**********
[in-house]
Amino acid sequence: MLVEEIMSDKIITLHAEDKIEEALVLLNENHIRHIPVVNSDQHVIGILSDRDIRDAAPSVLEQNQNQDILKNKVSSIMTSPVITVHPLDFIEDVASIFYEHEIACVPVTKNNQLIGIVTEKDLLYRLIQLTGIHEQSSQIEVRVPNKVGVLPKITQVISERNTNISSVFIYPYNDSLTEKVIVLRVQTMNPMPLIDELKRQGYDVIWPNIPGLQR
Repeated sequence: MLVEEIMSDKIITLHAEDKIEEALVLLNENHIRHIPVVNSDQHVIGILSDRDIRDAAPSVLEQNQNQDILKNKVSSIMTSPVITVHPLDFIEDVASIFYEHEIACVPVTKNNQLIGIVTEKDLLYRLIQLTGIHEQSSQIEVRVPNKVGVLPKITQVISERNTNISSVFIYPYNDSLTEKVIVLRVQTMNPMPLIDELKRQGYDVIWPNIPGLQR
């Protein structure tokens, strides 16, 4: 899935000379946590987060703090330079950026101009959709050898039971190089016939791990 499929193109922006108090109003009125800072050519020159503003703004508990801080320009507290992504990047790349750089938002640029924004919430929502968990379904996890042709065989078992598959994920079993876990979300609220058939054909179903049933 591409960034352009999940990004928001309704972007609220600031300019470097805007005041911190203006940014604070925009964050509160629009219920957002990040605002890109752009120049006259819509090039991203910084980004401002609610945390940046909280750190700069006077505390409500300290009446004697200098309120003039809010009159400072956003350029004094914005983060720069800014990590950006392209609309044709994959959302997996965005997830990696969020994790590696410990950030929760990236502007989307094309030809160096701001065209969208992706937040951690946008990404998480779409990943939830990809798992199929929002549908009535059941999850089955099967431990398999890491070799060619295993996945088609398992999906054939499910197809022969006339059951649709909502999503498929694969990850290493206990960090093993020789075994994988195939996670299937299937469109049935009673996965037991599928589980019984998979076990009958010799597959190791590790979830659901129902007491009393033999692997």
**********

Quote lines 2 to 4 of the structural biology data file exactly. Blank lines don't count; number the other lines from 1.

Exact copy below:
Amino acid sequence: MLVEEIMSDKIITLHAEDKIEEALVLLNENHIRHIPVVNSDQHVIGILSDRDIRDAAPSVLEQNQNQDILKNKVSSIMTSPVITVHPLDFIEDVASIFYEHEIACVPVTKNNQLIGIVTEKDLLYRLIQLTGIHEQSSQIEVRVPNKVGVLPKITQVISERNTNISSVFIYPYNDSLTEKVIVLRVQTMNPMPLIDELKRQGYDVIWPNIPGLQR
Repeated sequence: MLVEEIMSDKIITLHAEDKIEEALVLLNENHIRHIPVVNSDQHVIGILSDRDIRDAAPSVLEQNQNQDILKNKVSSIMTSPVITVHPLDFIEDVASIFYEHEIACVPVTKNNQLIGIVTEKDLLYRLIQLTGIHEQSSQIEVRVPNKVGVLPKITQVISERNTNISSVFIYPYNDSLTEKVIVLRVQTMNPMPLIDELKRQGYDVIWPNIPGLQR
């Protein structure tokens, strides 16, 4: 899935000379946590987060703090330079950026101009959709050898039971190089016939791990 499929193109922006108090109003009125800072050519020159503003703004508990801080320009507290992504990047790349750089938002640029924004919430929502968990379904996890042709065989078992598959994920079993876990979300609220058939054909179903049933 591409960034352009999940990004928001309704972007609220600031300019470097805007005041911190203006940014604070925009964050509160629009219920957002990040605002890109752009120049006259819509090039991203910084980004401002609610945390940046909280750190700069006077505390409500300290009446004697200098309120003039809010009159400072956003350029004094914005983060720069800014990590950006392209609309044709994959959302997996965005997830990696969020994790590696410990950030929760990236502007989307094309030809160096701001065209969208992706937040951690946008990404998480779409990943939830990809798992199929929002549908009535059941999850089955099967431990398999890491070799060619295993996945088609398992999906054939499910197809022969006339059951649709909502999503498929694969990850290493206990960090093993020789075994994988195939996670299937299937469109049935009673996965037991599928589980019984998979076990009958010799597959190791590790979830659901129902007491009393033999692997």